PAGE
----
Archbishop of Dublin gives go-ahead to Communions and Confirmations despite public health advice 1 month ago

Archbishop of Dublin gives go-ahead to Communions and Confirmations despite public health advice

He called the current guidelines on Communions and Confirmations "discriminatory".

The Archbishop of Dublin has written to priests in his archdiocese to advise them to proceed with first holy communions and confirmations.

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This goes against the current public health advice issued by the government, which states these ceremonies should not go ahead.

He is the first Archbishop in Ireland to give such advice although several Bishops did give similar advice to parishes last week.

Archbishop Dermot Farrell called the current guidelines on Communions and Confirmations "discriminatory" and said such restrictions are not being placed on other celebrations such as "sporting or civic events".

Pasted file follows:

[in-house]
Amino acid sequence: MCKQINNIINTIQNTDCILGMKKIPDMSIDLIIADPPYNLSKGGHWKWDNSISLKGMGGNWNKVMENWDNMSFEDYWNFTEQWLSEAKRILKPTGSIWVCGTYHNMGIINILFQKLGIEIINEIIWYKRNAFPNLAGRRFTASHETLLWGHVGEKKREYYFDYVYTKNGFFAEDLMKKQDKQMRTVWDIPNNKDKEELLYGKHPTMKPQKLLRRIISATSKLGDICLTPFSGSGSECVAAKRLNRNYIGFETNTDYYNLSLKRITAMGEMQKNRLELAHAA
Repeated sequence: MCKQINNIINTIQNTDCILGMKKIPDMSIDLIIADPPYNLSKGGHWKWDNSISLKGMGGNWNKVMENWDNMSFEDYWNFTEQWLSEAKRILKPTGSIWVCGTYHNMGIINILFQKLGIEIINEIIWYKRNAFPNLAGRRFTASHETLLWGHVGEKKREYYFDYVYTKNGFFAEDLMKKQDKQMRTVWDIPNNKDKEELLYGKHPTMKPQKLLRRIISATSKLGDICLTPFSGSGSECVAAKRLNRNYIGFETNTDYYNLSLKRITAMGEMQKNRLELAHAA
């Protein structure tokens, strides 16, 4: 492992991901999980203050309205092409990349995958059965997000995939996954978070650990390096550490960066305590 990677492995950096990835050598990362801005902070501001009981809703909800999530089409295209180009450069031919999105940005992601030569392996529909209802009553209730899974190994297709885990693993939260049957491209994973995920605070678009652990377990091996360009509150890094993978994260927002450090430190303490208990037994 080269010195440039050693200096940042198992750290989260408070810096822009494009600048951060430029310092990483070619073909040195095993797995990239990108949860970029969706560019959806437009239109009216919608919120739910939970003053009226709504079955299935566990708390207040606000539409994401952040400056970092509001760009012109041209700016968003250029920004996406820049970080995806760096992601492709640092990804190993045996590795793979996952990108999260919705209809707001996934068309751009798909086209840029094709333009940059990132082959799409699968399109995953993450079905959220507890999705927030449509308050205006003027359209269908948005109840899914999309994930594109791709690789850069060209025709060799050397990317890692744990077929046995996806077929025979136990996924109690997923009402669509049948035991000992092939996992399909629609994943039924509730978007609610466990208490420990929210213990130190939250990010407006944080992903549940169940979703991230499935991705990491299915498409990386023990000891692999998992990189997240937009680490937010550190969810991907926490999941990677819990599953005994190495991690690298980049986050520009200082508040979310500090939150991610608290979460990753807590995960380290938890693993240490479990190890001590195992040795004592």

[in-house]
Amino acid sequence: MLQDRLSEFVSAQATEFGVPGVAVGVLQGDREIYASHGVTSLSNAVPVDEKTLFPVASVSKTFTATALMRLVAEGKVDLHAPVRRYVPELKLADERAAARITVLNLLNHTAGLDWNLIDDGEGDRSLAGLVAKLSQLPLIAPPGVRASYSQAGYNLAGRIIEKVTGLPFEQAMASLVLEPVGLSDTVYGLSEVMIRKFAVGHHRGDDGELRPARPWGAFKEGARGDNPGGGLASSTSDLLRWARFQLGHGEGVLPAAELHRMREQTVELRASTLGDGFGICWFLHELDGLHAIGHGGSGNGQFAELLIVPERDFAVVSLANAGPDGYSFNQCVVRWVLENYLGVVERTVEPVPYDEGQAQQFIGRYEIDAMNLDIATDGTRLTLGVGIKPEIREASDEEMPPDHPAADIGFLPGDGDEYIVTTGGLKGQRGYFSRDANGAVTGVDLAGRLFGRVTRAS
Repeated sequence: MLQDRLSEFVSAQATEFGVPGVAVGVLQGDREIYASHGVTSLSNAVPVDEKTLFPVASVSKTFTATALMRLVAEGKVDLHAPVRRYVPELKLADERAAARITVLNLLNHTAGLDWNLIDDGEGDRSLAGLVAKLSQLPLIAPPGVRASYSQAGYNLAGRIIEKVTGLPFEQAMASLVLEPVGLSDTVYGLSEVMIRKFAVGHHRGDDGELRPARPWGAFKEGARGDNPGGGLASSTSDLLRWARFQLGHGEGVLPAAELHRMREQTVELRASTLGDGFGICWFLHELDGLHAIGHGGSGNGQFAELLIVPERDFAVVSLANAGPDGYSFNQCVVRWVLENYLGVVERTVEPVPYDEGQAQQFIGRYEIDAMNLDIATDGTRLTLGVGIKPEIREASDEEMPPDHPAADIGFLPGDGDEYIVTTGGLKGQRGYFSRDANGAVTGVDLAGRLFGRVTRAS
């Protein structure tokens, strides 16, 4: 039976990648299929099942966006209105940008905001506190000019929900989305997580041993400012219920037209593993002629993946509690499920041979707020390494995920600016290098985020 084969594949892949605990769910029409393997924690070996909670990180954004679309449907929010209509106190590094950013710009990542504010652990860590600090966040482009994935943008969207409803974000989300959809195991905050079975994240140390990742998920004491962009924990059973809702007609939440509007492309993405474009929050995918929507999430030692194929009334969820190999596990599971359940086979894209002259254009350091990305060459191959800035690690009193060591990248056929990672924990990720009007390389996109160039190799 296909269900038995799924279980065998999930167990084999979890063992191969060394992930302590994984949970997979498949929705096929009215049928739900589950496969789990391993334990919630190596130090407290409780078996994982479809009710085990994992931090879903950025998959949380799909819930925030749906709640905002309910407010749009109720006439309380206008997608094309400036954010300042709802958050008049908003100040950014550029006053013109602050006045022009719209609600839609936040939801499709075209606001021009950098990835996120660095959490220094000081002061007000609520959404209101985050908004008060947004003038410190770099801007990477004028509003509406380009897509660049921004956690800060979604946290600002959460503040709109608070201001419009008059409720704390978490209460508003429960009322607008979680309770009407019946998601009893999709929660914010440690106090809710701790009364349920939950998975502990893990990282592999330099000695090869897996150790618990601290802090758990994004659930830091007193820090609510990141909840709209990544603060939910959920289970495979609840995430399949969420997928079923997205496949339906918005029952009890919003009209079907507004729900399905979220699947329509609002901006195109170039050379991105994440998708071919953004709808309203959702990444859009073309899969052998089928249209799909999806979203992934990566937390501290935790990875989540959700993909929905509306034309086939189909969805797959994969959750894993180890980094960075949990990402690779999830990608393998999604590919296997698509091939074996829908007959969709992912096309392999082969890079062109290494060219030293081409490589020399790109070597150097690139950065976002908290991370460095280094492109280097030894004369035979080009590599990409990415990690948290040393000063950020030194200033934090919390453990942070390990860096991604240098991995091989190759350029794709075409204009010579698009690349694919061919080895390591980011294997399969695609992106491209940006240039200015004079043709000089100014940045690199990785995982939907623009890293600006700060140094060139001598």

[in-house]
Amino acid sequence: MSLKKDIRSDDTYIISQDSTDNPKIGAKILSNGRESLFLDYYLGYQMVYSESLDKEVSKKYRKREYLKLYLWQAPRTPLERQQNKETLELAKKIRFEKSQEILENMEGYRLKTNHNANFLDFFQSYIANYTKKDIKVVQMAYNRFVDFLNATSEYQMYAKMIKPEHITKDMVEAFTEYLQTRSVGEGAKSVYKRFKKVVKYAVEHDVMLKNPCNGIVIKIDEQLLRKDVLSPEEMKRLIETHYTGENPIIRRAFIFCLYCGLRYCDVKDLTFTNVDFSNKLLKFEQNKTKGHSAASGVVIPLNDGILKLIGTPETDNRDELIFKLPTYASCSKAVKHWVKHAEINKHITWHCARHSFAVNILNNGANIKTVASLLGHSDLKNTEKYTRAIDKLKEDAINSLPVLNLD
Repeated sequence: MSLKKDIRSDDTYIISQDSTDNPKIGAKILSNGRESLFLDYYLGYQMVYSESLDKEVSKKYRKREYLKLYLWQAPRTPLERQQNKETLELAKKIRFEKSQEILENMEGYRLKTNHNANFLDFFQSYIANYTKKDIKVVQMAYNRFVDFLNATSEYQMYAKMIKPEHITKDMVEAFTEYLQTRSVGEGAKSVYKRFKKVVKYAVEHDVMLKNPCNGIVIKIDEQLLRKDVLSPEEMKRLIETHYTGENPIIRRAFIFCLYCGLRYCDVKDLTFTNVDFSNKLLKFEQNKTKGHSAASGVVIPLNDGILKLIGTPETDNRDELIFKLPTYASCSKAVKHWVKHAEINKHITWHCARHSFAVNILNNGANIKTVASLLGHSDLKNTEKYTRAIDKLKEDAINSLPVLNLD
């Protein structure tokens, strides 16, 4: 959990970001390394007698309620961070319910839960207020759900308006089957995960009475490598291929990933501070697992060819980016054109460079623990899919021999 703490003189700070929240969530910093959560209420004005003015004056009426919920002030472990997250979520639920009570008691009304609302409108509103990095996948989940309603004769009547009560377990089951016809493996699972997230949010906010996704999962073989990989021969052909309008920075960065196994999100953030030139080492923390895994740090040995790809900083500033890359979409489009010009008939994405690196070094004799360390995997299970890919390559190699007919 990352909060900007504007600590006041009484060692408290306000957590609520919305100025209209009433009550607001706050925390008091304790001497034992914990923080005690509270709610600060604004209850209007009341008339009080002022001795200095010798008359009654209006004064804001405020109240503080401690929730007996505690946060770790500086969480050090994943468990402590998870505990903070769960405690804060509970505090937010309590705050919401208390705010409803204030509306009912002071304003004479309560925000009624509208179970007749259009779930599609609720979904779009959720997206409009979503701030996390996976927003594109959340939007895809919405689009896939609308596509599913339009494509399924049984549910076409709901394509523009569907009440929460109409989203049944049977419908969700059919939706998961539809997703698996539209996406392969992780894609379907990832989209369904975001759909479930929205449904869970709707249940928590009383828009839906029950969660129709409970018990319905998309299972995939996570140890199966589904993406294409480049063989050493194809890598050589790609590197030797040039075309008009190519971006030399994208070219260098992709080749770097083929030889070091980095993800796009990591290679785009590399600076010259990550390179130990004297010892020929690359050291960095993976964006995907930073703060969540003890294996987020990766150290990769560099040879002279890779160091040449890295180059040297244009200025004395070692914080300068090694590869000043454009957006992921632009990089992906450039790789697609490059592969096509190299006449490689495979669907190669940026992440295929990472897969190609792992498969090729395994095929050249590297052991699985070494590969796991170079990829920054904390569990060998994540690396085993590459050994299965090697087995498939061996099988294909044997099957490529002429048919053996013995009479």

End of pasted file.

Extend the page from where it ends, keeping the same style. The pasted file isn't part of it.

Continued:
In a letter sent to priests on Tuesday, Archbishop Dermot Farrell said: “It is a matter of profound regret that there has been no engagement with Church representatives regarding revision of public health guidelines” since bishops first expressed reservations.

“Understandably, many have been concerned and disappointed that current guidelines restrict celebration of the sacraments on the apparent grounds that they may lead to family gatherings, which may breach public health guidelines on households mixing.

“This is perplexing, as no such prohibitions are applied to other events, such as sporting or civic events, or other family occasions, such as the celebration of birthdays and anniversaries, or indeed to weddings or funerals.

“Many have concluded that, in the absence of appropriate justification, these guidelines are discriminatory.”

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Farrell said that he believes that public health guidance from 30 April, which said that some services could return in Autumn "still remains appropriate".

But he did say where parishes want to hold communions and confirmations it is important that public health advice and protocols are followed, "not least with regard to gatherings in the church grounds both before and after ceremonies".